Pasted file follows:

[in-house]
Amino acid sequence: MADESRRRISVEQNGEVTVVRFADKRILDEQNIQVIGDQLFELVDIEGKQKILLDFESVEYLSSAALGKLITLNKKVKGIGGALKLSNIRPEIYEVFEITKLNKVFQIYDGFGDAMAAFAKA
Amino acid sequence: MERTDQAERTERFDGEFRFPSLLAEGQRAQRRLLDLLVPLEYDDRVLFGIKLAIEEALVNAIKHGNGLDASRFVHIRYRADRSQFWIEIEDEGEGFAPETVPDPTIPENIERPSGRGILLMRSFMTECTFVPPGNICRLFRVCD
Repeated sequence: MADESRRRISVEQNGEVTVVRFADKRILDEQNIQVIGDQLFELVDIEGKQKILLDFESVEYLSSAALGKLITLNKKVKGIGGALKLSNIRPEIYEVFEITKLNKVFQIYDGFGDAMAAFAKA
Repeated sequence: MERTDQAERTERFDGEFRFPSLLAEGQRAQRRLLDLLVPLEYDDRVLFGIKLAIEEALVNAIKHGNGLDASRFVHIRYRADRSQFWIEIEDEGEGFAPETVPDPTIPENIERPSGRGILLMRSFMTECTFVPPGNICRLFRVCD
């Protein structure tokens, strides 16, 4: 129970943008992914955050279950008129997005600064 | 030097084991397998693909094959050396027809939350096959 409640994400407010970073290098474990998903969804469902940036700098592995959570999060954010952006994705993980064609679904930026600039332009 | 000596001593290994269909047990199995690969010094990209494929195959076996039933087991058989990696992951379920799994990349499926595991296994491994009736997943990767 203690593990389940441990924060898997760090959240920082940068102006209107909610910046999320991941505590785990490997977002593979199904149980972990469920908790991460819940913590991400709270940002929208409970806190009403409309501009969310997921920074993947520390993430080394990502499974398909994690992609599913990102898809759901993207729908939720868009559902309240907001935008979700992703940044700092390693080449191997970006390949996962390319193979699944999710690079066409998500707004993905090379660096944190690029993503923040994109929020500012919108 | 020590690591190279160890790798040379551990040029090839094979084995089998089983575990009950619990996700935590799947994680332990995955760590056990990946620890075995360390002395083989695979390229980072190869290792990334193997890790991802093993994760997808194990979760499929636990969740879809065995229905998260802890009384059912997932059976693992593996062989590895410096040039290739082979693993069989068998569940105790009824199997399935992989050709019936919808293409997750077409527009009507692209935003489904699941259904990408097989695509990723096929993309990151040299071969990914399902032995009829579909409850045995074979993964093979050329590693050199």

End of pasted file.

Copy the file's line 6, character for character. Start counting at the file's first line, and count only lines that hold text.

């Protein structure tokens, strides 16, 4: 129970943008992914955050279950008129997005600064 | 030097084991397998693909094959050396027809939350096959 409640994400407010970073290098474990998903969804469902940036700098592995959570999060954010952006994705993980064609679904930026600039332009 | 000596001593290994269909047990199995690969010094990209494929195959076996039933087991058989990696992951379920799994990349499926595991296994491994009736997943990767 203690593990389940441990924060898997760090959240920082940068102006209107909610910046999320991941505590785990490997977002593979199904149980972990469920908790991460819940913590991400709270940002929208409970806190009403409309501009969310997921920074993947520390993430080394990502499974398909994690992609599913990102898809759901993207729908939720868009559902309240907001935008979700992703940044700092390693080449191997970006390949996962390319193979699944999710690079066409998500707004993905090379660096944190690029993503923040994109929020500012919108 | 020590690591190279160890790798040379551990040029090839094979084995089998089983575990009950619990996700935590799947994680332990995955760590056990990946620890075995360390002395083989695979390229980072190869290792990334193997890790991802093993994760997808194990979760499929636990969740879809065995229905998260802890009384059912997932059976693992593996062989590895410096040039290739082979693993069989068998569940105790009824199997399935992989050709019936919808293409997750077409527009009507692209935003489904699941259904990408097989695509990723096929993309990151040299071969990914399902032995009829579909409850045995074979993964093979050329590693050199």